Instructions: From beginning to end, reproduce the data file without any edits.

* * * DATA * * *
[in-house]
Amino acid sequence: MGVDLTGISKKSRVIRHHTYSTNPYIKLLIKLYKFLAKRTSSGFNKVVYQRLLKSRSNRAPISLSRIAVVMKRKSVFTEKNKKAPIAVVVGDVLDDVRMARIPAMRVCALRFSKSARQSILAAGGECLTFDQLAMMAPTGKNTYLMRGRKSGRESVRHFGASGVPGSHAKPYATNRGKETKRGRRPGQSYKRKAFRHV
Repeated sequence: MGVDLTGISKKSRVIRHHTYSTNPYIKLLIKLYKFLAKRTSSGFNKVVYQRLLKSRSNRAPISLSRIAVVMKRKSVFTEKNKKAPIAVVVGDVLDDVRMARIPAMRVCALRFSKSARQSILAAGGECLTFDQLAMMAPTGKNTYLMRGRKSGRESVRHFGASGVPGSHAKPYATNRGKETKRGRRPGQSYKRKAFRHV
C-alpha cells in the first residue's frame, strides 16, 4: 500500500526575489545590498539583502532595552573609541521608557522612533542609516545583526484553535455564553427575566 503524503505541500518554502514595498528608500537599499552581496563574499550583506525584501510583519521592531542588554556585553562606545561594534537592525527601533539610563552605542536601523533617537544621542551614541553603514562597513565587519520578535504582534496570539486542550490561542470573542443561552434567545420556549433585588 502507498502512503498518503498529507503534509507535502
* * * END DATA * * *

[in-house]
Amino acid sequence: MGVDLTGISKKSRVIRHHTYSTNPYIKLLIKLYKFLAKRTSSGFNKVVYQRLLKSRSNRAPISLSRIAVVMKRKSVFTEKNKKAPIAVVVGDVLDDVRMARIPAMRVCALRFSKSARQSILAAGGECLTFDQLAMMAPTGKNTYLMRGRKSGRESVRHFGASGVPGSHAKPYATNRGKETKRGRRPGQSYKRKAFRHV
Repeated sequence: MGVDLTGISKKSRVIRHHTYSTNPYIKLLIKLYKFLAKRTSSGFNKVVYQRLLKSRSNRAPISLSRIAVVMKRKSVFTEKNKKAPIAVVVGDVLDDVRMARIPAMRVCALRFSKSARQSILAAGGECLTFDQLAMMAPTGKNTYLMRGRKSGRESVRHFGASGVPGSHAKPYATNRGKETKRGRRPGQSYKRKAFRHV
C-alpha cells in the first residue's frame, strides 16, 4: 500500500526575489545590498539583502532595552573609541521608557522612533542609516545583526484553535455564553427575566 503524503505541500518554502514595498528608500537599499552581496563574499550583506525584501510583519521592531542588554556585553562606545561594534537592525527601533539610563552605542536601523533617537544621542551614541553603514562597513565587519520578535504582534496570539486542550490561542470573542443561552434567545420556549433585588 502507498502512503498518503498529507503534509507535502